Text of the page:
How a growing enthusiasm for raw milk is clashing with avian flu fears

May 24, 2024

growing bird flu epidemic has spread through American cattle and poultry, sparking harsh warnings from federal health and food safety regulators to avoid raw milk and eggs.

It’s all coming amid a surge in the number of people drinking raw, non-pasteurized milk, a trend that could lead to dangers not limited to bird flu.

Because it is not pasteurized like the milk normally sold in grocery stores, raw milk is not heat-treated to kill any potential pathogens.

Experts warn that without pasteurization, viruses like E. coli, salmonella, listeria and the current bird flu could infect vulnerable populations. 

University of Wisconsin–Madison food science professor John Lucey told The Hill that the avian flu outbreak among cattle is a “serious concern” for public health because of the raw milk risk.

The Centers for Disease Control and Prevention (CDC) and Food and Drug Administration have repeatedly warned in recent weeks to avoid raw dairy products due to the bird flu outbreak.

The urgency in the CDC warnings is connected to a rise in the sales of raw milk.

Despite the warnings from federal regulators and food scientists, sales for raw milk have actually increased since the bird flu epidemic first appeared in the U.S.

Sales for raw dairy products have gone up by at least 25 percent compared to last year, according to the market research firm NielsenIQ.

While it is federally illegal to trade raw milk across state lines, a number of states have loosened restrictions on raw milk sales within their borders in recent years.

Raw dairy product sales are legal in 14 states and have only limited restrictions in more than two dozen others, according to the raw milk advocacy group the Campaign for Real Milk.

Thousands of farms and individual retailers sell raw dairy products in the U.S., and their offerings are easily searchable online through sites set up by raw milk enthusiasts. 

Advocates claim that raw milk is more healthy than its pasteurized alternative, preventing illness or even lengthening lifespan, though there is no scientific backing for the claims.

Critics are dubious.

“I’ve been doing research on dairy products and milk for 20-plus years,” Lucey said. “In my field, nobody gives credence to these fantastic claims.”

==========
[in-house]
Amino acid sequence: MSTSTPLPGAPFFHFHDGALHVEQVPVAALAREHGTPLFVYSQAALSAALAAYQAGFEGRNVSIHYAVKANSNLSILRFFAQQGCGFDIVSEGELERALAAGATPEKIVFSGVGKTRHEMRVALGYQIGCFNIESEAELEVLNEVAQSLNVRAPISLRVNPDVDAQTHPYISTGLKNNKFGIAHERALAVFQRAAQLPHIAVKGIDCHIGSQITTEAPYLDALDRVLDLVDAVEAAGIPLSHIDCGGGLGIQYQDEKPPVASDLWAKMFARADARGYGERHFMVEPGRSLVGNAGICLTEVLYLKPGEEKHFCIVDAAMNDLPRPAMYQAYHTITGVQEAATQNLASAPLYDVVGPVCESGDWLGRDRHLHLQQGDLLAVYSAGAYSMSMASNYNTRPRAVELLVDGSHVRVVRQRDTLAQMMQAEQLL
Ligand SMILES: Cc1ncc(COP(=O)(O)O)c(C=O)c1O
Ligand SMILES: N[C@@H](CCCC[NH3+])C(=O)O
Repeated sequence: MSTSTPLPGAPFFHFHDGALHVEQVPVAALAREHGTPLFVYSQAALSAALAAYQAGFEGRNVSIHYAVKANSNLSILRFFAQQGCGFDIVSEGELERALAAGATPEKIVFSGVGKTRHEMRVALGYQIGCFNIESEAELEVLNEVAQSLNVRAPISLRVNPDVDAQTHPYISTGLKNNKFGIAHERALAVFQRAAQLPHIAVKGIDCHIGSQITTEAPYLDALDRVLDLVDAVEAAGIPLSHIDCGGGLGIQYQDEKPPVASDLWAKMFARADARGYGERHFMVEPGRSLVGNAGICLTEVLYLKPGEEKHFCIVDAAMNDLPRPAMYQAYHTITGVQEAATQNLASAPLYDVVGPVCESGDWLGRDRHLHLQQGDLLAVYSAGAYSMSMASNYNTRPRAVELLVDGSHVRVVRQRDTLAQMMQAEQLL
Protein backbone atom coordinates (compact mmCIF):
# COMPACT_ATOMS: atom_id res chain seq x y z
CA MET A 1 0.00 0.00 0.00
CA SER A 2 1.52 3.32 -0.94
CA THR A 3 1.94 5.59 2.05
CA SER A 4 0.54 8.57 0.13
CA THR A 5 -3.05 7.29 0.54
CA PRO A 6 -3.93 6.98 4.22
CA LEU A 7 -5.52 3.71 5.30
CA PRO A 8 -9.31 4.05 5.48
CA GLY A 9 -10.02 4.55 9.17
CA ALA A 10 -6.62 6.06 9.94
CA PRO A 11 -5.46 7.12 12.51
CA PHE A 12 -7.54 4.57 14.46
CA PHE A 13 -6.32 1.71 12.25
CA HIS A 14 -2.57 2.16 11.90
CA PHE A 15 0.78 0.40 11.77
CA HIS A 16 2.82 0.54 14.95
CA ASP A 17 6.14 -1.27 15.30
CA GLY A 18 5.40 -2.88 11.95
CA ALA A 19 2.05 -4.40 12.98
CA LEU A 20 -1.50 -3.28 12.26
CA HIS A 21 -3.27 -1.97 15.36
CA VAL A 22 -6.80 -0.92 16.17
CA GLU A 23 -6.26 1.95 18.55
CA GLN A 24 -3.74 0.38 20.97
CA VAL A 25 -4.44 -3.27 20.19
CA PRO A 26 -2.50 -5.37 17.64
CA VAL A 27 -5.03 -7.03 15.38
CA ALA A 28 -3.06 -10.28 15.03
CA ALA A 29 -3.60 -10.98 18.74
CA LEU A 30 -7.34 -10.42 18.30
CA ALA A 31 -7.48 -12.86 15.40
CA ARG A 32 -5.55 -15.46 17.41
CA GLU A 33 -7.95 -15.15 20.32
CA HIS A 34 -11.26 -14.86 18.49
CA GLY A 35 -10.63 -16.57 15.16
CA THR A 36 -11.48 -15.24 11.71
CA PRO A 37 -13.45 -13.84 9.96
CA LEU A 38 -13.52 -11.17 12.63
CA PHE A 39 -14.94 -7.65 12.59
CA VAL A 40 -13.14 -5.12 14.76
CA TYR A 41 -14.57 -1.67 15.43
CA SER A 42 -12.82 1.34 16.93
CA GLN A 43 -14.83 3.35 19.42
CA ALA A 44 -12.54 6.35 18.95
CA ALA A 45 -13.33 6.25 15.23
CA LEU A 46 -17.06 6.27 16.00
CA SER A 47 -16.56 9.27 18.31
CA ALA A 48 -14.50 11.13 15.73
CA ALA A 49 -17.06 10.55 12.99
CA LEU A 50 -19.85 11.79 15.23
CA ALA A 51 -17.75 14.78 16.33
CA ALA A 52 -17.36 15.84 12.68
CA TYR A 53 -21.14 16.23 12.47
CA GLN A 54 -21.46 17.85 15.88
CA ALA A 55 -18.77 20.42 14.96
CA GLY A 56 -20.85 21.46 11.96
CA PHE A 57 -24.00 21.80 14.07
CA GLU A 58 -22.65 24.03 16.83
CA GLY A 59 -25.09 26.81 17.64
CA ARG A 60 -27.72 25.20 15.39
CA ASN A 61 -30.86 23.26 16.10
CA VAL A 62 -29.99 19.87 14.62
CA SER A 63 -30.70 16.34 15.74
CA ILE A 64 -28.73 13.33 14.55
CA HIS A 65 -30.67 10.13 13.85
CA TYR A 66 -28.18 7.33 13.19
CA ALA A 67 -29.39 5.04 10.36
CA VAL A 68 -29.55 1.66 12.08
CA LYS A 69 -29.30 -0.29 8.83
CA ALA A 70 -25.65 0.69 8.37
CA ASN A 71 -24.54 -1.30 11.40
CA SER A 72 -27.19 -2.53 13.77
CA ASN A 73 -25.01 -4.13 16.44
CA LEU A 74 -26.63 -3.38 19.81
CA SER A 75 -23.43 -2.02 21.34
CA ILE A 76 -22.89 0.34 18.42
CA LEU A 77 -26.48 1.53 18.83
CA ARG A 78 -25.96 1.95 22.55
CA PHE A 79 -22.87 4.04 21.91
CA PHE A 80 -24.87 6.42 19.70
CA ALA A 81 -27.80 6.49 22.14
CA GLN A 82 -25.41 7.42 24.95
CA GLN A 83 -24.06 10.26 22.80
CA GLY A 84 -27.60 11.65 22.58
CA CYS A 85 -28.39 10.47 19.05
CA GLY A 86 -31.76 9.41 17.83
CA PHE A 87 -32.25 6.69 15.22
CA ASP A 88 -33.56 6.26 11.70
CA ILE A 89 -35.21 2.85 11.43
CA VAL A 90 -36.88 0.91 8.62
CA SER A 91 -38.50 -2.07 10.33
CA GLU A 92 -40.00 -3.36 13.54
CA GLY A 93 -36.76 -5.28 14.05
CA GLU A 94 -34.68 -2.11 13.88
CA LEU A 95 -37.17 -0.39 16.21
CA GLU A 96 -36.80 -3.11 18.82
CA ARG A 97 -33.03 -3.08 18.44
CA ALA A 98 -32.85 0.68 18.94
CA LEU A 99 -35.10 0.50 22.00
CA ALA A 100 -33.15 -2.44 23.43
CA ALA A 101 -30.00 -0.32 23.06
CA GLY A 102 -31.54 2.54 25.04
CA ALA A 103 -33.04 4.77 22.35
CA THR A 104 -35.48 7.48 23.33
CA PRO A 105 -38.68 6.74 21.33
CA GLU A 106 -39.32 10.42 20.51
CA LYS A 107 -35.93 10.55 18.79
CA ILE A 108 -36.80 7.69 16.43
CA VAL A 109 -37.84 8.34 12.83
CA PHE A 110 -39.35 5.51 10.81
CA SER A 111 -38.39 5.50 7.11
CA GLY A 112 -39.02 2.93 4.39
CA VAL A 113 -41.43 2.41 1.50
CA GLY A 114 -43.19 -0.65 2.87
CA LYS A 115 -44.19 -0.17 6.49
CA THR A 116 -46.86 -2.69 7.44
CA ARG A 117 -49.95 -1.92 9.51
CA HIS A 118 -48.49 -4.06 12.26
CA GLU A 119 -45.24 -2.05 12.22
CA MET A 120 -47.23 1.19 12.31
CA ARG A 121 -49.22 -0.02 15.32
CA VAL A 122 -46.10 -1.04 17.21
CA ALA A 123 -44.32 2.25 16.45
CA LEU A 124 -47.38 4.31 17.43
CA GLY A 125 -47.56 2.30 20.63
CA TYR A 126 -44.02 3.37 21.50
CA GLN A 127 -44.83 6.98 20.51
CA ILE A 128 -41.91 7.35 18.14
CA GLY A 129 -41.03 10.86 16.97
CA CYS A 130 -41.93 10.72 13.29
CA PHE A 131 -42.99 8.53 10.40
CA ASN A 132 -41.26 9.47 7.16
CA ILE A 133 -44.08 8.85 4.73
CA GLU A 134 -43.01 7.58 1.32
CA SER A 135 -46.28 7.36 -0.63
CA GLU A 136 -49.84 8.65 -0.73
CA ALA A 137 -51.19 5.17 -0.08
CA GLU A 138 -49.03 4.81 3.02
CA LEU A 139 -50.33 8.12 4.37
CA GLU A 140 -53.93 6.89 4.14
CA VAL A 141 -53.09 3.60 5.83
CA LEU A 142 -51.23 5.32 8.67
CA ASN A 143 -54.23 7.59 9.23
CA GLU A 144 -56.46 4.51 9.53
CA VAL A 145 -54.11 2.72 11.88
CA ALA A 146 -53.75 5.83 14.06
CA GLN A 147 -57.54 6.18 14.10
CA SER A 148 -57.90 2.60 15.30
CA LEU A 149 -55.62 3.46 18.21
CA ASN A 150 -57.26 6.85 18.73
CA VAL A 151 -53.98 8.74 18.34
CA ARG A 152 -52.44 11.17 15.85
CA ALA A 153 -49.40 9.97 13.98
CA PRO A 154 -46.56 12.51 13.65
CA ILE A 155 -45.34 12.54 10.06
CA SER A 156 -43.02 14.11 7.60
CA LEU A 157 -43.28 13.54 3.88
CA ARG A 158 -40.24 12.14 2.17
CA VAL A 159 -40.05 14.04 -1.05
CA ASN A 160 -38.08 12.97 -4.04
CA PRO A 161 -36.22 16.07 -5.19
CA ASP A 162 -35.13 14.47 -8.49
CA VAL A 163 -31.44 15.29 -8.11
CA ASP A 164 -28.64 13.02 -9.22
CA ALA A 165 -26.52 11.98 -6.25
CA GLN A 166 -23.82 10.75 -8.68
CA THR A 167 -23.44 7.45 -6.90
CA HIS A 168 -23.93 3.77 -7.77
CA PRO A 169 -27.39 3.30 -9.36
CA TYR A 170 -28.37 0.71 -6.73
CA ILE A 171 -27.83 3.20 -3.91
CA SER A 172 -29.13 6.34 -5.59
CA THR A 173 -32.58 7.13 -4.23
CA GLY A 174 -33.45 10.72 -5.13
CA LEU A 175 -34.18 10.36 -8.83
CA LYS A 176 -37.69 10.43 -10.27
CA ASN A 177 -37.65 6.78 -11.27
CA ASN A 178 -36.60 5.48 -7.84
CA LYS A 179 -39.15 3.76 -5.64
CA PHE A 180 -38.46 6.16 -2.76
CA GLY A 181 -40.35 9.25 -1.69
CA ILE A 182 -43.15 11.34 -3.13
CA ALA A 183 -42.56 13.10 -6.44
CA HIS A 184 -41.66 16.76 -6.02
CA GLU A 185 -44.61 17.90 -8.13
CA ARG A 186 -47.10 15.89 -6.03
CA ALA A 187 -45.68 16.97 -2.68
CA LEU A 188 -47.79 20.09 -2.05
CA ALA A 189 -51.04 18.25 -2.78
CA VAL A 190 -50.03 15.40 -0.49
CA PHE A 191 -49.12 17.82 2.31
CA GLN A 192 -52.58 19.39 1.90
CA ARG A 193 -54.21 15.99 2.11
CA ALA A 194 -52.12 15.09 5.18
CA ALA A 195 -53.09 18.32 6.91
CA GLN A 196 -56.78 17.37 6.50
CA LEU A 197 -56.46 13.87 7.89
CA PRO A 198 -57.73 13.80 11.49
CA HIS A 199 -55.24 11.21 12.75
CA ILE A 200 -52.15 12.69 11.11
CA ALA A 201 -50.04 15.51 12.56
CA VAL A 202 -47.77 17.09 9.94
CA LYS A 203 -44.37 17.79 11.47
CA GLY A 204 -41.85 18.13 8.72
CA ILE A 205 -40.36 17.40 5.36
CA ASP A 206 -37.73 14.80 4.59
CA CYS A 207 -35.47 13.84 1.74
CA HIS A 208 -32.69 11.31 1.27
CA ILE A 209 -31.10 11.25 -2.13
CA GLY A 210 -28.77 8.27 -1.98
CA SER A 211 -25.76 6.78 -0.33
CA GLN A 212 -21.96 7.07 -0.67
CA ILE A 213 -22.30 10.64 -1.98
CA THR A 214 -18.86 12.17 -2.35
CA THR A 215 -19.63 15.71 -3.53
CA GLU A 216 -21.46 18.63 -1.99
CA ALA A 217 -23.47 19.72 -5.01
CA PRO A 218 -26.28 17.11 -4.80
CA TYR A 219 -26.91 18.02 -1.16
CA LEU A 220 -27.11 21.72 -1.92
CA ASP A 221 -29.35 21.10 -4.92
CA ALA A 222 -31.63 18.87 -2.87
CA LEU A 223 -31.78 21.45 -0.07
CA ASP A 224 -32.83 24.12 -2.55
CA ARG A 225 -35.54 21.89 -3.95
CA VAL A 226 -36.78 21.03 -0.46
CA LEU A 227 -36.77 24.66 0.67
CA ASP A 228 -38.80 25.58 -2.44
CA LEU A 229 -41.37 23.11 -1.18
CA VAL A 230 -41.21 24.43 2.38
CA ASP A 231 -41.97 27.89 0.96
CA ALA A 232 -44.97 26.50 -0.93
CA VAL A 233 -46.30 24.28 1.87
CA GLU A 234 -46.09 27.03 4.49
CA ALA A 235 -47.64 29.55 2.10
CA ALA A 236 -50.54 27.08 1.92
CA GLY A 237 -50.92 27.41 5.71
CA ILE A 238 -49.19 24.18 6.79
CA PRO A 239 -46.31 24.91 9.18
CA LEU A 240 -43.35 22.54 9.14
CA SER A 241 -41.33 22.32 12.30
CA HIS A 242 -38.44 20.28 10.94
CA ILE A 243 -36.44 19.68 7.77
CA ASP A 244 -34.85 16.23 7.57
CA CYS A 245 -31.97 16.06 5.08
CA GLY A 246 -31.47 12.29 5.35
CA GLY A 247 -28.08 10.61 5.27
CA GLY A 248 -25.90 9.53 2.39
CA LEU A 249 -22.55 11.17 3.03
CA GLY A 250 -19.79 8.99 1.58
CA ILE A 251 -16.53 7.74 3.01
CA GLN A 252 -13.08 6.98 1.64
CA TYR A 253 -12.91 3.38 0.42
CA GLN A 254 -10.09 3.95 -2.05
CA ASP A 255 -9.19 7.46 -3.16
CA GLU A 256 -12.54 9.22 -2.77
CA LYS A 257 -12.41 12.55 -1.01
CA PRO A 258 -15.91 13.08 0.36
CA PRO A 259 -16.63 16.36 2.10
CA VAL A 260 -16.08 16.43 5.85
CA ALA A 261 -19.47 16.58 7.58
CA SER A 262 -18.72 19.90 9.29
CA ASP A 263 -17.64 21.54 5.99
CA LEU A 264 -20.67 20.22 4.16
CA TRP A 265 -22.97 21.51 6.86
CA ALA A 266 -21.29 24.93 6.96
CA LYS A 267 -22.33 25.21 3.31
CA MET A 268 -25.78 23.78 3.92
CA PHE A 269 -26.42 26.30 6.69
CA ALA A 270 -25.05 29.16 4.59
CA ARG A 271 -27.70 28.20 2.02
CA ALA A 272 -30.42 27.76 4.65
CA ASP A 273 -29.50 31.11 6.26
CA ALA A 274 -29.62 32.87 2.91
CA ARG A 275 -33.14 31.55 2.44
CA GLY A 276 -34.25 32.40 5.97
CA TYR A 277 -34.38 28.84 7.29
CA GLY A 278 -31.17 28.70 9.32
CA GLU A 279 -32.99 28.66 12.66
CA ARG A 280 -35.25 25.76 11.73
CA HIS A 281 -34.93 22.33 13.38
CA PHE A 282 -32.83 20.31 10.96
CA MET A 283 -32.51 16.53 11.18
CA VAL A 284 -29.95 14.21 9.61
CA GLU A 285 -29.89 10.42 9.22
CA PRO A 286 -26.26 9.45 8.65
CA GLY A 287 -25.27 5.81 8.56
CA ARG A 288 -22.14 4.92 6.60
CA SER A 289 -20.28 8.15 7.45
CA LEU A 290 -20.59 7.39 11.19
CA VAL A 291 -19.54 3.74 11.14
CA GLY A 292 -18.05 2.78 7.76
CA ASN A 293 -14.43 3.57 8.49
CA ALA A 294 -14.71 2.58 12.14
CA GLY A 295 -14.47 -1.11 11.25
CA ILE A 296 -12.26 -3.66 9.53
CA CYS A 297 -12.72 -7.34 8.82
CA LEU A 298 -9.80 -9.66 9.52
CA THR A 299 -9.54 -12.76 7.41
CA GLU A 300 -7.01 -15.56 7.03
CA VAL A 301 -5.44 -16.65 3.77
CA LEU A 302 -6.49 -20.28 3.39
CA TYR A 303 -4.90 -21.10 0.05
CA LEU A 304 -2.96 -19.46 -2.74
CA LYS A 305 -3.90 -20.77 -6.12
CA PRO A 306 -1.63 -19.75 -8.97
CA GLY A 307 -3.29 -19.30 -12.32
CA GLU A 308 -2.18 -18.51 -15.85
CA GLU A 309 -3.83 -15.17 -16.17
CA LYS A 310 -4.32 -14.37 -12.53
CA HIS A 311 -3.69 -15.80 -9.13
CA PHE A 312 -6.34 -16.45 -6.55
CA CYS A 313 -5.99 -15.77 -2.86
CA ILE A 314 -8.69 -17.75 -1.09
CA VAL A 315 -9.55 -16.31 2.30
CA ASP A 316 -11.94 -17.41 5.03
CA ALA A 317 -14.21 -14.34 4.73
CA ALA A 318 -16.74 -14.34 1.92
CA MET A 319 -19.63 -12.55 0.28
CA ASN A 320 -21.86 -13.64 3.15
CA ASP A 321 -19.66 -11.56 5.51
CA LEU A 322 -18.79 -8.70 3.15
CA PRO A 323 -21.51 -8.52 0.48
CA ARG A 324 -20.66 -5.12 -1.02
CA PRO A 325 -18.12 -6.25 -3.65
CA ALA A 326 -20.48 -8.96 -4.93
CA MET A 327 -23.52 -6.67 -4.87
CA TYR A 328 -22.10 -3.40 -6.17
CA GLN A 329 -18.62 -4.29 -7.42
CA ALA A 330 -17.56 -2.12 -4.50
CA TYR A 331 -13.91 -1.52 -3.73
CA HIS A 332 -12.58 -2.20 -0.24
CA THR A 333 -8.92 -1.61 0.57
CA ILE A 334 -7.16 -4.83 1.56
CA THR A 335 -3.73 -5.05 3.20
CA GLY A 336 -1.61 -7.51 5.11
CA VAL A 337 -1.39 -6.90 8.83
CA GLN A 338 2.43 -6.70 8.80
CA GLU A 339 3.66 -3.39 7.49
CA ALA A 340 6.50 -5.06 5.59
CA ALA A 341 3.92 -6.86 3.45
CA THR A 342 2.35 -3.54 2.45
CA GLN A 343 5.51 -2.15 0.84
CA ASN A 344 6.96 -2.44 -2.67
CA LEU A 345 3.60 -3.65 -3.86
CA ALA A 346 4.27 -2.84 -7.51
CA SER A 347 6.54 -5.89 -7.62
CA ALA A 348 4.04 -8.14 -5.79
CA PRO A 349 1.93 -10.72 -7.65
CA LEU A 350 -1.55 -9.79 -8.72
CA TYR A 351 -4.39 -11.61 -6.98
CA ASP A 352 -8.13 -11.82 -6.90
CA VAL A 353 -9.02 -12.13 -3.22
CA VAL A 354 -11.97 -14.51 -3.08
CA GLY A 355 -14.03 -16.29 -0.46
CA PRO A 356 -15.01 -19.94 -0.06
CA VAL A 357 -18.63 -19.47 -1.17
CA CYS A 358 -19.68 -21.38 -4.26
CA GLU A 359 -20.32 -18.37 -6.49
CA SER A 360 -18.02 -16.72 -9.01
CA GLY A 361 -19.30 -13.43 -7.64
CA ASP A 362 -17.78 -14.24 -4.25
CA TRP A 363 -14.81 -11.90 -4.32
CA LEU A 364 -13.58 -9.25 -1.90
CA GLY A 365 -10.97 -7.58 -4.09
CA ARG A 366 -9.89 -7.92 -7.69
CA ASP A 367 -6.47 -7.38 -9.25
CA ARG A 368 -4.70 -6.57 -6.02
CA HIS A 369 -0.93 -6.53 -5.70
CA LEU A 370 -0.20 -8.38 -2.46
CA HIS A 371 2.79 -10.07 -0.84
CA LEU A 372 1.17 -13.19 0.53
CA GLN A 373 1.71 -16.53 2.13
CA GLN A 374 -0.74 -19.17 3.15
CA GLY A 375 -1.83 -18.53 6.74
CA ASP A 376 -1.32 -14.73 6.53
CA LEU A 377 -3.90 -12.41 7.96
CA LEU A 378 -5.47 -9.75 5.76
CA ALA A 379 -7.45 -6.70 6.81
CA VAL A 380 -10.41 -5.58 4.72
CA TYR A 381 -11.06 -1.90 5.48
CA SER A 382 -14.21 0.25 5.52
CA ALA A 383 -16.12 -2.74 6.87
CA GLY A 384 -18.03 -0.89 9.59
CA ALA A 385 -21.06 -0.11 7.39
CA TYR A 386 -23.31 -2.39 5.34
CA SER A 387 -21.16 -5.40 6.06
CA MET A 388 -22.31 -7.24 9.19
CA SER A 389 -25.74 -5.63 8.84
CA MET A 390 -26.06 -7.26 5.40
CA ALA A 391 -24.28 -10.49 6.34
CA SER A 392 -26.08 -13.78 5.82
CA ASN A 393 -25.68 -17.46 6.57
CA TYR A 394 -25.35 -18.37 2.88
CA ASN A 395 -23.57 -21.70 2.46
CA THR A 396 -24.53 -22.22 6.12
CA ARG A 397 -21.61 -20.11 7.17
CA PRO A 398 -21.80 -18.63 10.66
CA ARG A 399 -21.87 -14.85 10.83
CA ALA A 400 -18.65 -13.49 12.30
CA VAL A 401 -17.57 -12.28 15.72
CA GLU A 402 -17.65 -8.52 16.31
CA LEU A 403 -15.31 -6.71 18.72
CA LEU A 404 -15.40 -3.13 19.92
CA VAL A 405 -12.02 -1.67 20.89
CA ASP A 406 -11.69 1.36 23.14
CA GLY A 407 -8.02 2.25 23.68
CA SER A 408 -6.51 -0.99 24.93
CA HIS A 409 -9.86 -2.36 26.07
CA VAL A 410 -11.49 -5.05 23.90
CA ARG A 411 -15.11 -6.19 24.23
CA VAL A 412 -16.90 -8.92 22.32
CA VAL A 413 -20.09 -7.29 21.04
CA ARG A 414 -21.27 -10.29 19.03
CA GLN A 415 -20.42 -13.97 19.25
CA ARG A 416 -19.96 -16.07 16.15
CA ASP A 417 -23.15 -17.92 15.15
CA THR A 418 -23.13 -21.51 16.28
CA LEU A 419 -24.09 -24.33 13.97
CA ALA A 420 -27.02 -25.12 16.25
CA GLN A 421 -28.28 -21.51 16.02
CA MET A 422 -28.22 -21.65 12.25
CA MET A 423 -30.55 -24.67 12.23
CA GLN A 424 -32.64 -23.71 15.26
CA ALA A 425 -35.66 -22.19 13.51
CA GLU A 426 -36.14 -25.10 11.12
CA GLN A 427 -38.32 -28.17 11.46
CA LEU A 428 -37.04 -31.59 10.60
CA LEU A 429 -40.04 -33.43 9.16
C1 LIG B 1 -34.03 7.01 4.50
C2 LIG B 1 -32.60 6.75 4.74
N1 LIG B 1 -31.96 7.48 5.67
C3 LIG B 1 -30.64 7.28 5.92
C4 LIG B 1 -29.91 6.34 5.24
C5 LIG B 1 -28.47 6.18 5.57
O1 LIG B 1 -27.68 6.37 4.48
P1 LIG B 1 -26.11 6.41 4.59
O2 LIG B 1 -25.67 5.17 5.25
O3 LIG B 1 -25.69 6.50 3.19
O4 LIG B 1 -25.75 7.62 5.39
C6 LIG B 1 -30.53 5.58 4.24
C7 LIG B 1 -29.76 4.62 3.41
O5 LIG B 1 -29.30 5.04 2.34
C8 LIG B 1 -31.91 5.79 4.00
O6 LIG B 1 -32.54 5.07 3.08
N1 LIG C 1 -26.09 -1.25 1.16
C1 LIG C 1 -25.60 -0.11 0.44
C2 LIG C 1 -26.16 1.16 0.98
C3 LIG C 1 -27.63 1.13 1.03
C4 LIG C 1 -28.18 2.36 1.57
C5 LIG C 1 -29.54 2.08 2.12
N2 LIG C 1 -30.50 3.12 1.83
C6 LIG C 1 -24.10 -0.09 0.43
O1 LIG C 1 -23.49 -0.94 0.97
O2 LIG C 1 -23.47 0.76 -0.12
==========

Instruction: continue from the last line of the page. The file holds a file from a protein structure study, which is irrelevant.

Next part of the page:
“These claims — I’m a chemist by trade — just make no sense whatsoever on any kind of science or chemistry basis,” he continued.

Lucey compared the requirement to pasteurize milk to the standard that any piece of chicken should be cooked through before eating.

“There can be pathogens that can cause severe illnesses from eating or consuming raw milk just like raw meat,” he said.

Milk carries a high viral load of the current bird flu, Lucey said, meaning that there is a sizable risk that milk from a cow infected by bird flu could be sold on the market. He hypothesized that the current strain of avian flu could have receptors that are especially effective in cattle mammary glands, though study of the current outbreak is only in its early stages.

The U.S. Department of Agriculture (USDA) has confirmed that there are outbreaks in 51 cattle herds across the country in states including Michigan, New Mexico, North Carolina, Kansas, Colorado, Idaho, Ohio, South Dakota and Texas.

There have been no cases of bird flu in humans tied to raw milk, but the risk is present, Lucey said. Two people have been infected with the bird flu in the U.S. in connection with the current outbreak.

Johns Hopkins University analysis of studies on raw milk safety found that more than half of milk-related foodborne illness outbreaks could be traced to raw milk, despite only about 3.5 percent of the population consuming it as of 2015.

As for raw milk, Lucey said the issue remains serious because the people who drink dairy milk the most, children and pregnant women, are inherently more vulnerable to food-based illness.

“If they drink contaminated milk,” Lucey said of the vulnerable groups, “they’re the ones that can have long-lasting effects.”

“Fortunately, we already have a good solution to this virus: pasteurization,” he continued. “It’s 100 percent effective at killing pathogens. If that was not the case, then we would be in a very different situation.”